Florida's 'Docs vs. Glocks' Law Shot Down

Law that prohibited doctors from discussing guns with patients thrown out

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    NEWSLETTERS

    A Florida law that banned doctors from discussing gun ownership with their patients has been shot down by a federal judge.

    U.S. District Judge Marcia Cooke permanently ruled against the so-called "Docs vs. Glocks" law on Friday, according to the Miami Herald.

    Cooke, who had issued a preliminary injunction last September, said the law was so "vague" that it violated the free speech rights of doctors.

    Lawsuit Takes Aim at Docs vs. Glocks Law

    “What is curious about this law — and what makes it different from so many other laws involving practitioners’ speech — is that it aims to restrict a practitioner’s ability to provide truthful, non-misleading information to a patient, whether relevant or not at the time of the consult with the patient,” Cooke wrote in her 25-page ruling.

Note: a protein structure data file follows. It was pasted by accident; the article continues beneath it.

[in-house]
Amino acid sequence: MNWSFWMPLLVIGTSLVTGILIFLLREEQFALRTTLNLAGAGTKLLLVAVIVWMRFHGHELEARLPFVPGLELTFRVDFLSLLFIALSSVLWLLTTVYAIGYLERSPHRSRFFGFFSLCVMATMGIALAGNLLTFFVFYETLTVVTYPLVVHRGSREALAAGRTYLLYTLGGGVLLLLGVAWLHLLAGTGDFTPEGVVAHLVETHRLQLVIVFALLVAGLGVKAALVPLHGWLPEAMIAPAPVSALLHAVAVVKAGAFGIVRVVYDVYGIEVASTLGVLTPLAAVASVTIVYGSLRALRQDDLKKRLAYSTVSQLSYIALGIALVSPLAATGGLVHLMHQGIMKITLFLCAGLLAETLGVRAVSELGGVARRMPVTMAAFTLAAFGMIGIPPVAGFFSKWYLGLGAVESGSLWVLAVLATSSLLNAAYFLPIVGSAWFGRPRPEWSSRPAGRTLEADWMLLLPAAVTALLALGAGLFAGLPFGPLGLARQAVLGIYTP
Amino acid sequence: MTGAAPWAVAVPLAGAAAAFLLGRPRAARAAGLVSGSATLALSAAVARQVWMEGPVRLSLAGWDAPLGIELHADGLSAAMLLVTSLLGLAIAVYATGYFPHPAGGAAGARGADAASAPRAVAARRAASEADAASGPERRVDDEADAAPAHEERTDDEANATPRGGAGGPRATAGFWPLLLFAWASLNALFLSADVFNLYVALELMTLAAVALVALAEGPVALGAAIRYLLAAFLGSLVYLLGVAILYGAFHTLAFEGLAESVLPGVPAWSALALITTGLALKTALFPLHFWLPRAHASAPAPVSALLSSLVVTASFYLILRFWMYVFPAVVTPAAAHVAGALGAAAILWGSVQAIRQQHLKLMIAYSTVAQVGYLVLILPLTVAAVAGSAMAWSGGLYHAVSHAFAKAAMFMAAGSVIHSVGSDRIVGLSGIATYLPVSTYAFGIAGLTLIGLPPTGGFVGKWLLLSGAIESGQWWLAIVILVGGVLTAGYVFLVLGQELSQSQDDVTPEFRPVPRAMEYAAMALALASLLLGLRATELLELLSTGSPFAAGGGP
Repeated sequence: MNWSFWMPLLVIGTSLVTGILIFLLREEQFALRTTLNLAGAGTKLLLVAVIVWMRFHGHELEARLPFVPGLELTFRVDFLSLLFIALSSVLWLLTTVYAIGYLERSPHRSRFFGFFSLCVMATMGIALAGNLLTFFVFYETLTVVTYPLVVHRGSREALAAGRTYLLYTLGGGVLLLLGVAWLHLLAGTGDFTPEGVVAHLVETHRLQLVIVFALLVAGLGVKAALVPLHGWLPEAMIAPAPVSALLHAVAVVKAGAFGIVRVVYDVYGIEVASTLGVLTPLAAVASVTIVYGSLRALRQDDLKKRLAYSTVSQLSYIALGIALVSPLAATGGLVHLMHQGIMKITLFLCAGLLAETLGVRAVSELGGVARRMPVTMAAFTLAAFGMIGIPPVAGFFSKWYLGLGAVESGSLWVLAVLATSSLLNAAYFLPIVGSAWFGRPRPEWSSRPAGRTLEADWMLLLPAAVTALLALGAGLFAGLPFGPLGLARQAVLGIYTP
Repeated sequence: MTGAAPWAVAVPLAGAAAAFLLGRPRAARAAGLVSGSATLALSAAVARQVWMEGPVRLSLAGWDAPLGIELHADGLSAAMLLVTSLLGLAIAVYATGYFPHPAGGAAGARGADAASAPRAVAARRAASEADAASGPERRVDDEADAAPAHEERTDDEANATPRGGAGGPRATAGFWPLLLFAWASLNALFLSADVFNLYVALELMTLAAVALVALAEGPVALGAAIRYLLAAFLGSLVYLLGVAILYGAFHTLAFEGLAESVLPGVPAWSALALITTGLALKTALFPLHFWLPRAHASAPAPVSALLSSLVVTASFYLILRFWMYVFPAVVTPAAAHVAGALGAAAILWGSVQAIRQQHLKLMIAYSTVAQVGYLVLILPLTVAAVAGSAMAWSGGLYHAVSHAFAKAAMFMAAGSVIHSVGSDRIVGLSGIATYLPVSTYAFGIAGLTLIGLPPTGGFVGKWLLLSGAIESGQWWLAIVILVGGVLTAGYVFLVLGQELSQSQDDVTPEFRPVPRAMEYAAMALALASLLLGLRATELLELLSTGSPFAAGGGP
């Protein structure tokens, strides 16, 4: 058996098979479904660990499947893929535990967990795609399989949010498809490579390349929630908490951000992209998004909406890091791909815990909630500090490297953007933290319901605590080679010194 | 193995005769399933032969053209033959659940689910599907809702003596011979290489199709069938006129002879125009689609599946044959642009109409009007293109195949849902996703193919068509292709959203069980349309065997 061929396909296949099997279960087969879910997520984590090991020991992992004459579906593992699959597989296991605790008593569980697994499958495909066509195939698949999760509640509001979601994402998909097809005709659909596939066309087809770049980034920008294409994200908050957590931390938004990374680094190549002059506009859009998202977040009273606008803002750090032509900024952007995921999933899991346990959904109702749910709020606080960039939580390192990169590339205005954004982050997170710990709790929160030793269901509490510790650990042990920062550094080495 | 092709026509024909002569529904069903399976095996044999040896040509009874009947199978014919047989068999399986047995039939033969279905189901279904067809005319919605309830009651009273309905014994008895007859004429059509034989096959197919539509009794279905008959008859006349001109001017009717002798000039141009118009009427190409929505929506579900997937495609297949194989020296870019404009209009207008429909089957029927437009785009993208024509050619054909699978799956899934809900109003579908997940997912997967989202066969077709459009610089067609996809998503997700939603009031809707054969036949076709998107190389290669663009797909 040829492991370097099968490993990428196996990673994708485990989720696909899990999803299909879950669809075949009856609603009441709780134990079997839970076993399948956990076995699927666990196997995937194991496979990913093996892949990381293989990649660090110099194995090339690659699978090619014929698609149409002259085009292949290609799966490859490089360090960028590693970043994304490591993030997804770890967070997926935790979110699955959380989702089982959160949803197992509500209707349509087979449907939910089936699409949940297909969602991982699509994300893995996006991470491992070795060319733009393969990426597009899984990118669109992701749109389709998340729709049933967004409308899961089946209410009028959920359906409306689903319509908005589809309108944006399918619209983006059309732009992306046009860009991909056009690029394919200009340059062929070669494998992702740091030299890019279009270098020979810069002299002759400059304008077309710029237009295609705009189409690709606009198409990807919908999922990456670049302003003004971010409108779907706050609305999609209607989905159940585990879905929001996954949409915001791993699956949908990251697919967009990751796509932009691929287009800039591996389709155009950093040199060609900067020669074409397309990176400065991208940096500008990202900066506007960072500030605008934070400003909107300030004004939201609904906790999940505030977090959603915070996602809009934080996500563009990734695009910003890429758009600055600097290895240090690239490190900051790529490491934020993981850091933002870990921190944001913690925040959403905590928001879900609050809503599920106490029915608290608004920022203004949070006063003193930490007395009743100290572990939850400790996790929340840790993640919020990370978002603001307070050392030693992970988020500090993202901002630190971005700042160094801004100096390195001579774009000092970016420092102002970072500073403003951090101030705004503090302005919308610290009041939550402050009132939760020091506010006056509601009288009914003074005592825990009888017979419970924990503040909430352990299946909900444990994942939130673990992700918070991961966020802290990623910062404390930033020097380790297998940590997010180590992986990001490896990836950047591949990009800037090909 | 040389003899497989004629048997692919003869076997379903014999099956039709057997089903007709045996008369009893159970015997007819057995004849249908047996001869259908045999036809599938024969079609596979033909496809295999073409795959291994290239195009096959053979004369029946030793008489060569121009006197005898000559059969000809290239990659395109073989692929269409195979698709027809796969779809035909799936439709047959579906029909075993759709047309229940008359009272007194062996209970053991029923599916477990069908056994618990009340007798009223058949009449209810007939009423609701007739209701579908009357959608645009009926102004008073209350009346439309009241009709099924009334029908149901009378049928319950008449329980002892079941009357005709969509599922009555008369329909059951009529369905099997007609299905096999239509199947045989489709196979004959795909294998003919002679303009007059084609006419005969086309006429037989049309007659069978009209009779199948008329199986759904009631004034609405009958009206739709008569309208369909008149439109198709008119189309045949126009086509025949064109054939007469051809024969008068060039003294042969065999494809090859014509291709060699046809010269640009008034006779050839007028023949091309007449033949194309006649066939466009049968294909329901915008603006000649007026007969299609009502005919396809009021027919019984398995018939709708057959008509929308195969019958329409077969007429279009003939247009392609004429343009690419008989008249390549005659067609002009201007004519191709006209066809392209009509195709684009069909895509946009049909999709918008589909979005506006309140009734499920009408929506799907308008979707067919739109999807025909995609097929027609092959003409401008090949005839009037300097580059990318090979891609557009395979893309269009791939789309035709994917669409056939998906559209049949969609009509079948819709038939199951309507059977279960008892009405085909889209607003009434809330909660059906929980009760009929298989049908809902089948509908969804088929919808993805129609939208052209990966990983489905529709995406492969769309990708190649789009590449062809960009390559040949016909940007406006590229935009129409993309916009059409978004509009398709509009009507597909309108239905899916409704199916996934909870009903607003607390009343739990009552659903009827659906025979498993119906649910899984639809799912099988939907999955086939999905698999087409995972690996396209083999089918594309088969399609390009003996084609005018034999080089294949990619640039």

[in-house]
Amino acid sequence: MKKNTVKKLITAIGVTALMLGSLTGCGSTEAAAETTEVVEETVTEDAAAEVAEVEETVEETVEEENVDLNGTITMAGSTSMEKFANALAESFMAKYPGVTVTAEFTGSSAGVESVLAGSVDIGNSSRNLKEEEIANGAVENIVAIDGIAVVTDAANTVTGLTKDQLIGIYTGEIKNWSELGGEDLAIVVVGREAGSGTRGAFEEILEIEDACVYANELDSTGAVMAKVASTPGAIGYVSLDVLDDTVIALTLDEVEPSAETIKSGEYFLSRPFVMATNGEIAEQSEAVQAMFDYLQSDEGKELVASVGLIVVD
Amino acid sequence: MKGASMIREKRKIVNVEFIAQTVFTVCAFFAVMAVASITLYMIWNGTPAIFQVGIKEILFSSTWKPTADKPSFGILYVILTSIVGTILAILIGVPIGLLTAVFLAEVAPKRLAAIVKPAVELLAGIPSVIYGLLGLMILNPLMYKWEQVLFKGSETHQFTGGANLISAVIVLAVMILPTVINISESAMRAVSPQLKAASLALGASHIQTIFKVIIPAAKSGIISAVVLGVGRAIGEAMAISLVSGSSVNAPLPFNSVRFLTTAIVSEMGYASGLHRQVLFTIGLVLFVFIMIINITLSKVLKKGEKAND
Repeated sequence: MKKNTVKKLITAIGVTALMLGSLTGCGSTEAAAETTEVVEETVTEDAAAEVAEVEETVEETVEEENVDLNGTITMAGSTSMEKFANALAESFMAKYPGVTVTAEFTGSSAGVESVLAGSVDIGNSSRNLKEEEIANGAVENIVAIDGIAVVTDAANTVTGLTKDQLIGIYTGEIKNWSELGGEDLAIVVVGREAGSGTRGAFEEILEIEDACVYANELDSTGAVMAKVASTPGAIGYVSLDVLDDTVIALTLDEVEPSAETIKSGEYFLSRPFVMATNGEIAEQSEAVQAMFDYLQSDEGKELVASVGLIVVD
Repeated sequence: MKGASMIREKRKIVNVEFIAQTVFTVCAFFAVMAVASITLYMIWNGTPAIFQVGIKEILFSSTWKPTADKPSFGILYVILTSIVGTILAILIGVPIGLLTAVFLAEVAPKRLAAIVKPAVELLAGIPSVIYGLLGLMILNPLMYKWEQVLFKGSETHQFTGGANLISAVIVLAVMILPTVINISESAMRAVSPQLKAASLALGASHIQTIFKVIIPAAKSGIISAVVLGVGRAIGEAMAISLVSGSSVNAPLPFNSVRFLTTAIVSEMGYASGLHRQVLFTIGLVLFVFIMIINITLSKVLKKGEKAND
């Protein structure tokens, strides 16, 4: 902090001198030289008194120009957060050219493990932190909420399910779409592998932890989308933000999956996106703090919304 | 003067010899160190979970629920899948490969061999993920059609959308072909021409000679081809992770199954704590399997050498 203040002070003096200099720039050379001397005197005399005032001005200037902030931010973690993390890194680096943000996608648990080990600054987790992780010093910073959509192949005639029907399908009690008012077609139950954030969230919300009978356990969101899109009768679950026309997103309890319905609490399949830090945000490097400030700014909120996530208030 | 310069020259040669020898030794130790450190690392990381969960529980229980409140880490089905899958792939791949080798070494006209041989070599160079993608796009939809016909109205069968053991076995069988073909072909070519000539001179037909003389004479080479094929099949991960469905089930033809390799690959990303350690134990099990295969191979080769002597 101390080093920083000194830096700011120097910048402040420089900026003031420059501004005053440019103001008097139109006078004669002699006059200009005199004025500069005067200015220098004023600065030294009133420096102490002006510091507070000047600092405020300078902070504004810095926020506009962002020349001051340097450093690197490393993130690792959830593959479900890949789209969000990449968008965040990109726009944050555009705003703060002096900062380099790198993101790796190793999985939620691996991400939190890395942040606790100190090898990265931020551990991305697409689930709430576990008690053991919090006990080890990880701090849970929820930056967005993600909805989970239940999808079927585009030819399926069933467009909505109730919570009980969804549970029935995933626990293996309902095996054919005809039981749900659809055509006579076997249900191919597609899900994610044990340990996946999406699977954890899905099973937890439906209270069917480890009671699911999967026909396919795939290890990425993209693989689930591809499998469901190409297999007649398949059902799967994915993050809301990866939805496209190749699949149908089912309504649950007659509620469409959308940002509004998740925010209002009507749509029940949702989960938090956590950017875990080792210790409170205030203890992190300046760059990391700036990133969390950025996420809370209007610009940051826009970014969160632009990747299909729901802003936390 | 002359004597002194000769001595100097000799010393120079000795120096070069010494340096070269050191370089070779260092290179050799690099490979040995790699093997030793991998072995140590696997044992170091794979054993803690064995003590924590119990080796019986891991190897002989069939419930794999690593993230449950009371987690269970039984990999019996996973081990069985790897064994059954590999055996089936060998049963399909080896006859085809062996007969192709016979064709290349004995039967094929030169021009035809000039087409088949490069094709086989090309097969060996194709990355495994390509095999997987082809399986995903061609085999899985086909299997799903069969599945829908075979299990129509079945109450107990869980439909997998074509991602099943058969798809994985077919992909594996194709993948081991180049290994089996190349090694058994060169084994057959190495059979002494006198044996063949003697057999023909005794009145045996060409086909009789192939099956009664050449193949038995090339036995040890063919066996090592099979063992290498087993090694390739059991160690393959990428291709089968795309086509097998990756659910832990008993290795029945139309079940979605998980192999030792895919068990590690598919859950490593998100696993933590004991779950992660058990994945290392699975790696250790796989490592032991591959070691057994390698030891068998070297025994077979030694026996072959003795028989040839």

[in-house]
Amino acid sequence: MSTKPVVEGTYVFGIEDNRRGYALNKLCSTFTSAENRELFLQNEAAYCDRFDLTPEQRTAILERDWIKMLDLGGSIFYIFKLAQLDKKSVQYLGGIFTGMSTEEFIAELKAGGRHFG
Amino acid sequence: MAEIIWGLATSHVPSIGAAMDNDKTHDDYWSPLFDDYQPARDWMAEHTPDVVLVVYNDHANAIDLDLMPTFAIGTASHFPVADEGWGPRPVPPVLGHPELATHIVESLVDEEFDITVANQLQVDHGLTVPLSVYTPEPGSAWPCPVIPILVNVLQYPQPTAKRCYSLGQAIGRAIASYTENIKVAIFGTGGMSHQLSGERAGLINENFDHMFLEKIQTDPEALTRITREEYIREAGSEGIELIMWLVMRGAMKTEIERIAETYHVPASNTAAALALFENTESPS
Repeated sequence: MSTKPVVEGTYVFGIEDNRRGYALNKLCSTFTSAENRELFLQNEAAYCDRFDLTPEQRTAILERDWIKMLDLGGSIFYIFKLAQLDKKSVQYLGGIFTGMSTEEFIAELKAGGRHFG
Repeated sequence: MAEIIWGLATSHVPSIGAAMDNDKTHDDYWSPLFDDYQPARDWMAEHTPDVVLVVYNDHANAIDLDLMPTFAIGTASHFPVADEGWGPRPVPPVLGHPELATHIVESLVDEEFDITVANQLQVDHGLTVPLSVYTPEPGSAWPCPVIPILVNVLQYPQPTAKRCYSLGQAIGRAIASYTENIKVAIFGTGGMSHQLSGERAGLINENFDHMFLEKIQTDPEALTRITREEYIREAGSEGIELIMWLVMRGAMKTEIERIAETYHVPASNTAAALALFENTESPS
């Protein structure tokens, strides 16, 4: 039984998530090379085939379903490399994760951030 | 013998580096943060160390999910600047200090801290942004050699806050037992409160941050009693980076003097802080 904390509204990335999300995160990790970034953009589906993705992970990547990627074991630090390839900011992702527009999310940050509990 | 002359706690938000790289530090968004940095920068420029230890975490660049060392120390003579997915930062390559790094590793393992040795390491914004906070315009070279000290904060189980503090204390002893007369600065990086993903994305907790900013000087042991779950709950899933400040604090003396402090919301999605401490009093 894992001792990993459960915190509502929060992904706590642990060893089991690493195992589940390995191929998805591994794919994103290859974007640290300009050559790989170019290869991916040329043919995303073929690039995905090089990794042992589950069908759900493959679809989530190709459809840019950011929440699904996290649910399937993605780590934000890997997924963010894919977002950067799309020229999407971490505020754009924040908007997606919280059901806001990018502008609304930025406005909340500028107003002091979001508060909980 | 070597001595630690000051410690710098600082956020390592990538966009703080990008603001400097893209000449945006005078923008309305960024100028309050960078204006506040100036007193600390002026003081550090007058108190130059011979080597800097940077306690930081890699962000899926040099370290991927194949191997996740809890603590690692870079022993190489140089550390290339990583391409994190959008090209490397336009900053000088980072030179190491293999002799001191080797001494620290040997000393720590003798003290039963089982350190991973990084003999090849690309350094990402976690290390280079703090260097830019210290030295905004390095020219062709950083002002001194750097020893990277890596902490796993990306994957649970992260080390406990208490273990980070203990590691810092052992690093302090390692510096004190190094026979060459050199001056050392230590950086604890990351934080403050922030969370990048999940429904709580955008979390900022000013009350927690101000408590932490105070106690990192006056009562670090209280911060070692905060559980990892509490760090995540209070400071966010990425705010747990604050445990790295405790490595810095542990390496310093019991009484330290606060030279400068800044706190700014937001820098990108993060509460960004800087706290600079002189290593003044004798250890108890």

The law, called the Firearm Owners' Privacy Act, was adopted in 2011 after a physician refused to see an Ocala couple that refused to answer questions about guns. The law was backed by the National Rifle Association.

    House sponsor Rep. Jason Brodeur, R-Sanford, said an appeal is likely, according to the Herald.

     

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